Newly hired employees who have little or no experience in injection molding naturally will feel a little intimidated by the production floor. Big machines, lots of noise, potential dangers seen by the uninitiated … the list goes on. By giving new hires entry-level training in injection molding, their ability to be both productive right out of the gate and a safer employee is greatly enhanced. Safety training is so important for all plastics manufacturing processes that Paulson recommends that everyone go through recurrent safety training on a monthly basis.
6. Making assumptions about what training is needed
There is foundational training that should be taken by all employees. However, beyond that, training paths for various employees may diverge to a certain extent. It is very important to maximize the efficiency of a plastics processing training program. A common method of determining what training is needed is through a Needs Assessment (sometimes also called a GAP Analysis). This is a series of questions about injection molding, extrusion, blow molding – whatever processing being performed at the plant. The employee’s answers are analyzed and with this information, target training can be developed specifically for each employee.
7. Misunderstanding how adults learn
In many cases, employees will have been out of school for months or years, and they are out of “learning” mode. School is an intensive learning environment. A person is in class for a few hours at a time, several days a week. Their brain is trained to learn. Once out in the workforce, formal learning tapers off. If the same teaching techniques that are typically used in schools are applied to the work environment, they will not be as effective. Adult learners need small doses of information. They also need to apply that information to the real world to reinforce what they’ve learned.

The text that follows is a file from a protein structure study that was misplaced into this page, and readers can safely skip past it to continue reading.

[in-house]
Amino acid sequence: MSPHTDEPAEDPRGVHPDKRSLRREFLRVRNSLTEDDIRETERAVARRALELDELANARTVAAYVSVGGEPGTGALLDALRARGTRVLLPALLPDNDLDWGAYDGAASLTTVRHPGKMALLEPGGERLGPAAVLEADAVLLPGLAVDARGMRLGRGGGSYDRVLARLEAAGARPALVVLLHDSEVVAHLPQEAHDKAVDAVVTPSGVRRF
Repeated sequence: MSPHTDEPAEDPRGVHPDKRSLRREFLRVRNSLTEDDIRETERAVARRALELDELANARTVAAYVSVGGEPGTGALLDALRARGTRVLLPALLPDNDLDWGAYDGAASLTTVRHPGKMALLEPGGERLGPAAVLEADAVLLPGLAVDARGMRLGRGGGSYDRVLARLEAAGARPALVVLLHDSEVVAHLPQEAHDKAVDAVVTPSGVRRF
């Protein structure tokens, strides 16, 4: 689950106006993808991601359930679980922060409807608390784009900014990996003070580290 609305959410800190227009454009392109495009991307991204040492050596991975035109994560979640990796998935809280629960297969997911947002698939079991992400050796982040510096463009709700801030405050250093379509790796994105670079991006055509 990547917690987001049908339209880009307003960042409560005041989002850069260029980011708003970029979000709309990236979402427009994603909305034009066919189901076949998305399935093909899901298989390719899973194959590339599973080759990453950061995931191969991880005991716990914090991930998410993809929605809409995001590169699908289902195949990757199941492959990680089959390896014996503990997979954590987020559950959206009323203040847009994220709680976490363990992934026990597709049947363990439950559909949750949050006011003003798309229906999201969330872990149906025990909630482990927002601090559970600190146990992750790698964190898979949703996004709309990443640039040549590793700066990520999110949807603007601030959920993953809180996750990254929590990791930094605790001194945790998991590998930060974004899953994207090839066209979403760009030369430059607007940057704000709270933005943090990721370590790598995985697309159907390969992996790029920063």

8. Not having a good training administrator
An individual with an advanced degree is not needed to administer a training program. If a company is using self-paced interactive training, the lesson already is designed to maximize information retention. A training administrator should be a well-organized individual who can create training schedules, assign the right training to the right people, make sure that training is being taken, evaluate each employee’s training records to find any problem areas and be approachable and trusted by the other employees in the plant.
9. Not tracking training progress by employee
“If you don’t measure it, you can’t manage it” is a good rule-of-thumb when it comes to training programs. Make sure mechanism is in place to track how each employee is doing. This lets the employees see for themselves the progress being made and also lets them see what areas of knowledge and skills they need additional development.
10. Not tracking how training benefits the plant
When management can look at the numbers and see the impact of the training on key production metrics for an injection molding plant (faster cycle times, fewer rejects, less downtime, fewer accidents, etc.), it becomes easier to justify and the training system is more easily integrated into the overall production process. Seeing is believing, and proof of the impact that training is having on operations sends a powerful message that training works.